Another interesting, albeit obsolete, use of fixed-width fonts is in the creation of ASCII art. ASCII (American Standard Code for Information Interchange) was one of the original English character encodings for communications equipment, and for several years the 95 printable characters in this seven-bit system were the only graphics that ever showed up on a display. Before the Internet existed outside of the military and academia, there were networks of dial-up bulletin board systems (BBSs), many of which displayed menus and game graphics in ASCII characters. Having grown up during the peak of the BBS era, I loved to see the "underground" graphics people could create using only fixed-width type.
Although much more intricate ASCII art can be created from images using computer programs, the ASCII art created during the late 1980s and early 1990s was composed character by character, and really pushed the limits of the medium. This type of artwork is an often-overlooked link in the history of computer graphics.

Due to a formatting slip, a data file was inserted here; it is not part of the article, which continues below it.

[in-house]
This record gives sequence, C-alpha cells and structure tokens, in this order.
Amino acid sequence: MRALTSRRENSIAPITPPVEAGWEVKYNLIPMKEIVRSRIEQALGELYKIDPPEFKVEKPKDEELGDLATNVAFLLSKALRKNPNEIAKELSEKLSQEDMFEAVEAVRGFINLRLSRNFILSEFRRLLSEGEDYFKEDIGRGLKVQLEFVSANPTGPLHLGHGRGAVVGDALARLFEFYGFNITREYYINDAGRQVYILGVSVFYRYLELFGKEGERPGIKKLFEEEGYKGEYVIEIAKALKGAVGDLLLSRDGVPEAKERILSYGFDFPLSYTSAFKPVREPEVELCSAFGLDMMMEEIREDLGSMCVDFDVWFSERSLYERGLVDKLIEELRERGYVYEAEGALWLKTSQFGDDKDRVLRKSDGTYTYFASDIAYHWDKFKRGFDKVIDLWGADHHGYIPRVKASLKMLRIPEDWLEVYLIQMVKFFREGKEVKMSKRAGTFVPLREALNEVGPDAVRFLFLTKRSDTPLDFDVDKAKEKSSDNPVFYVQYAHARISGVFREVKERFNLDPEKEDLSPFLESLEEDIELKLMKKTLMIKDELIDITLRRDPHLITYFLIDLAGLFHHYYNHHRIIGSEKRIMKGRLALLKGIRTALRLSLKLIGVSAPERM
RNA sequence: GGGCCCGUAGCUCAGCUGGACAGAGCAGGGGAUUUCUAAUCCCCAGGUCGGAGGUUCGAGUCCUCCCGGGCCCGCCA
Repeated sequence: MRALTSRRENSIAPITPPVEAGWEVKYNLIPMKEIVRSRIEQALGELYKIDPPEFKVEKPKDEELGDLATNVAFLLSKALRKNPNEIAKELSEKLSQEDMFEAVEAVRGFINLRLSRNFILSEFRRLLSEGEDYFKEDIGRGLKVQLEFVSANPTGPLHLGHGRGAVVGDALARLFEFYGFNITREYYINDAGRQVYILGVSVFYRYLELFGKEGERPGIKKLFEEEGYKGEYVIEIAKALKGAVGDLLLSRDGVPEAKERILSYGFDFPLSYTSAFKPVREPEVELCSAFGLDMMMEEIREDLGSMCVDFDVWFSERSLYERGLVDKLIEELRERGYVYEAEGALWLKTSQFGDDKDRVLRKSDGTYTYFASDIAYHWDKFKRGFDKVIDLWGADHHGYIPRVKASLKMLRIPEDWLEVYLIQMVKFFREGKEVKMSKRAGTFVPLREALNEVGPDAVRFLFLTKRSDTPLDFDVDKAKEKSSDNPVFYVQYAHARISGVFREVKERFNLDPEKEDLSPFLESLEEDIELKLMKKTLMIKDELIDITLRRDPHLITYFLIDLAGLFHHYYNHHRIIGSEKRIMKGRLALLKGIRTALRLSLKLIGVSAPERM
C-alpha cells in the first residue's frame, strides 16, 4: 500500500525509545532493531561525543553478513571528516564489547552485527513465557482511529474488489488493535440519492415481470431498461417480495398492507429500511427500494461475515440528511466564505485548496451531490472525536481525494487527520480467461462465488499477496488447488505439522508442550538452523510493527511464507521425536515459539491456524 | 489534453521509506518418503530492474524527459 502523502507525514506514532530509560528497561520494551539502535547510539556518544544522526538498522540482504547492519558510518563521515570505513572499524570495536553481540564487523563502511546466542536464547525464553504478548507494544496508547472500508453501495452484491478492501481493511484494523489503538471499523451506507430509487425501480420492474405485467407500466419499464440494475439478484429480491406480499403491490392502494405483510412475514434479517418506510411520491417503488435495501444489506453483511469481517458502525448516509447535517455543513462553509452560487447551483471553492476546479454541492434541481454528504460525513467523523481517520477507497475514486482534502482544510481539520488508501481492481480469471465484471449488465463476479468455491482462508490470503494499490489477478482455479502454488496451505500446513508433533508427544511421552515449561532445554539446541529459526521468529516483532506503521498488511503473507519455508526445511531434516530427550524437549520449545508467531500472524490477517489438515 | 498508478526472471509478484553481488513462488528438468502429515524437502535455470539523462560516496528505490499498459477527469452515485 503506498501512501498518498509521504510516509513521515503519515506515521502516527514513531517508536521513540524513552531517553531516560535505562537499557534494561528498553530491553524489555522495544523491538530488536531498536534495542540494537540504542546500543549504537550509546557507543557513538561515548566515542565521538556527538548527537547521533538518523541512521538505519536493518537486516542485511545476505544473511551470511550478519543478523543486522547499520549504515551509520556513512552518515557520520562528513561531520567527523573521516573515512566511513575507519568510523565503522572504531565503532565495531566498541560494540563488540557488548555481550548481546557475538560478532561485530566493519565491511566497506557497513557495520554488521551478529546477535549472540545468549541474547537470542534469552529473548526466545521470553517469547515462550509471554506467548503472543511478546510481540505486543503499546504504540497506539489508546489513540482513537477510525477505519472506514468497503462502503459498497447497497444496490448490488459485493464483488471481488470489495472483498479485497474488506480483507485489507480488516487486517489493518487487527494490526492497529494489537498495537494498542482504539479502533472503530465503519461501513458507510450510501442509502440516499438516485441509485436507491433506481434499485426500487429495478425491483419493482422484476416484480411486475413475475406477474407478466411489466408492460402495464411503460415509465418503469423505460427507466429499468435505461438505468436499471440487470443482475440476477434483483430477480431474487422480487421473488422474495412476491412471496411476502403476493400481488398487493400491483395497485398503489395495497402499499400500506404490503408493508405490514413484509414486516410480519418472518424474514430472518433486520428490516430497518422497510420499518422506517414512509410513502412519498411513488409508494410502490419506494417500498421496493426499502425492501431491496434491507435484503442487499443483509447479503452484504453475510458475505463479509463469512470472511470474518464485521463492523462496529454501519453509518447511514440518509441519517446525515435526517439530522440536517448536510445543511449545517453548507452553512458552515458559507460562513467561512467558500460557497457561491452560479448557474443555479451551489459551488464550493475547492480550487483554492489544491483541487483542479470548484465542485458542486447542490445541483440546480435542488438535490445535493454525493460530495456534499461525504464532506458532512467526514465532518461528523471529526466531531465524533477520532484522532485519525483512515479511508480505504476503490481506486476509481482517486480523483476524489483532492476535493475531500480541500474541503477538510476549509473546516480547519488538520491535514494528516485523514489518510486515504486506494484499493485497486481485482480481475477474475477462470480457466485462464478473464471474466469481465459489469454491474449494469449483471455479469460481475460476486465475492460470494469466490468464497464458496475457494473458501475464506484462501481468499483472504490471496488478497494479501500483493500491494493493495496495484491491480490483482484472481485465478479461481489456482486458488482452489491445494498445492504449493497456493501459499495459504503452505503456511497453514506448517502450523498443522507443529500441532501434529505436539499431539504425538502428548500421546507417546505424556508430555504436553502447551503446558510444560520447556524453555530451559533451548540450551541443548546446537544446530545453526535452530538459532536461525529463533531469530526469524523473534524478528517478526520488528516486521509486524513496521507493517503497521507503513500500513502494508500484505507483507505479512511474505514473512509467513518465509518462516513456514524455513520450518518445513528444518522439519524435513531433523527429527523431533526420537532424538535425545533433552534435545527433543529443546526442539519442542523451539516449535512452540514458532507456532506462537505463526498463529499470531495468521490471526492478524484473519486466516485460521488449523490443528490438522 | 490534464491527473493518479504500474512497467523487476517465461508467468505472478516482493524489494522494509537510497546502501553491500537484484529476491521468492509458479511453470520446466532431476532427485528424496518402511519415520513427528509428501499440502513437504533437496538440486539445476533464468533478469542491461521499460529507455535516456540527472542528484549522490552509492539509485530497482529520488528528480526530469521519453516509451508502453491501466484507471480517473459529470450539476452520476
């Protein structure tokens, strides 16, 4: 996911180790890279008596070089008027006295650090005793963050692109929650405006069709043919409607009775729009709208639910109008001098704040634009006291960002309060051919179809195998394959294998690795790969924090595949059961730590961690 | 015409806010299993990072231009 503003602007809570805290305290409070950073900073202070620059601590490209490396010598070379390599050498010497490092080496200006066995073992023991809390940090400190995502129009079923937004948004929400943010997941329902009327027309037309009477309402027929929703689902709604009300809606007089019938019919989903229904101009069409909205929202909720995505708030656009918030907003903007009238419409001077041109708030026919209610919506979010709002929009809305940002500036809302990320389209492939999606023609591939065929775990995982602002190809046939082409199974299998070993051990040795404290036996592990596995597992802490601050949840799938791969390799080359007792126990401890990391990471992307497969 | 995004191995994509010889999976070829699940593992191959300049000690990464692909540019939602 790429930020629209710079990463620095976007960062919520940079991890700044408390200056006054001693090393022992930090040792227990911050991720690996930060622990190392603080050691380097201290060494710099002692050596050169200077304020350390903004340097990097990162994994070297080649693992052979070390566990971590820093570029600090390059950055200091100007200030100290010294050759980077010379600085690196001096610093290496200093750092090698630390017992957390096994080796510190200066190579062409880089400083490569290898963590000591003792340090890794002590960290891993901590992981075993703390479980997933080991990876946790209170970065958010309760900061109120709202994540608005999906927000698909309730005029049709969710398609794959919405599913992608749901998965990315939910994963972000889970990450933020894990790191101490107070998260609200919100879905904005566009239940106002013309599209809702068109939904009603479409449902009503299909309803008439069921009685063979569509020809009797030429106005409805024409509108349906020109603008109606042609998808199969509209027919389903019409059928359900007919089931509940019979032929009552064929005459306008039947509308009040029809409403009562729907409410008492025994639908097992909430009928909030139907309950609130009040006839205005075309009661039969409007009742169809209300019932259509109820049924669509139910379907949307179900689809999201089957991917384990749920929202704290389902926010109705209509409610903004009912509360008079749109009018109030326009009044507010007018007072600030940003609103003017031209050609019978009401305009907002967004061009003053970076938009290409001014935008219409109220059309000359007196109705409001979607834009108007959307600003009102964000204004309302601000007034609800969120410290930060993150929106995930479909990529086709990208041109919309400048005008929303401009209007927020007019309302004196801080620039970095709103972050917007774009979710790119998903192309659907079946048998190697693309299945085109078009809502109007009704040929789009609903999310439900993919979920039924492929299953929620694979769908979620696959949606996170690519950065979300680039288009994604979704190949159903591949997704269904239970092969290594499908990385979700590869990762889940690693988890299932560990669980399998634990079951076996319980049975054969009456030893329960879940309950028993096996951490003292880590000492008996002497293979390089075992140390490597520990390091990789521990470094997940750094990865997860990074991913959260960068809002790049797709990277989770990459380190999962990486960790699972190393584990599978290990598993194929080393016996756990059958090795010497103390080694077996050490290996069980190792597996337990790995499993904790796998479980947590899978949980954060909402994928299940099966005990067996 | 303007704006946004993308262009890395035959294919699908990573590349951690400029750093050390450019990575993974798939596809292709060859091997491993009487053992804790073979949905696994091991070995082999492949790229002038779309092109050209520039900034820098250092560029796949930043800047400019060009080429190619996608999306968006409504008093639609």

Text-mode games, ASCII games, ANSI games, text-based games. No matter what you call them, we celebrate them here: fun, inventive, visually compelling games created by pioneering designers using only 16 colors and the 255 symbols in the IBM-extended ASCII character set.
Remember the BBSes, costly phone bills, 300 baud modems, Altairs, Commodores, Ataris, Apple II’s, IBM’s and trolls? This Image-to-Text article will let you reminisce the good old days through ASCII and ANSI art.
50 years ago artists used to draw using typewriters and radio teletype. These animal sketches look pretty cool even today, though many of them were created long time ago. This collection is incredible and worth seeing.
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